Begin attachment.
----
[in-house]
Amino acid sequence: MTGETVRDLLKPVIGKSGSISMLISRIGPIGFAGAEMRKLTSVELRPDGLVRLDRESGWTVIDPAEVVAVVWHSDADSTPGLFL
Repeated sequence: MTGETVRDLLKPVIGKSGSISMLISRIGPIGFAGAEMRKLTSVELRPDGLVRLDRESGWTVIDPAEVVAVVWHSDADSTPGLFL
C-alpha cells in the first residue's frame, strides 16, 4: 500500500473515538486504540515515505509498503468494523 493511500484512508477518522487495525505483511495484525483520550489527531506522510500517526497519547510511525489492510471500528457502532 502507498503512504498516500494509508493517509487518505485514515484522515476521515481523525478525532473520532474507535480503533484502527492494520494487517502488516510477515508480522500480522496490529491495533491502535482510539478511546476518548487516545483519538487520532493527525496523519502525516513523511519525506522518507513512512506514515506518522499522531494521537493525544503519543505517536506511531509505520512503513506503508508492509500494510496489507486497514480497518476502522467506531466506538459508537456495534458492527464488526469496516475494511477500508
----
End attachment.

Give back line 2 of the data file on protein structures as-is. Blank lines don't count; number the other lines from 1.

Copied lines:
Amino acid sequence: MTGETVRDLLKPVIGKSGSISMLISRIGPIGFAGAEMRKLTSVELRPDGLVRLDRESGWTVIDPAEVVAVVWHSDADSTPGLFL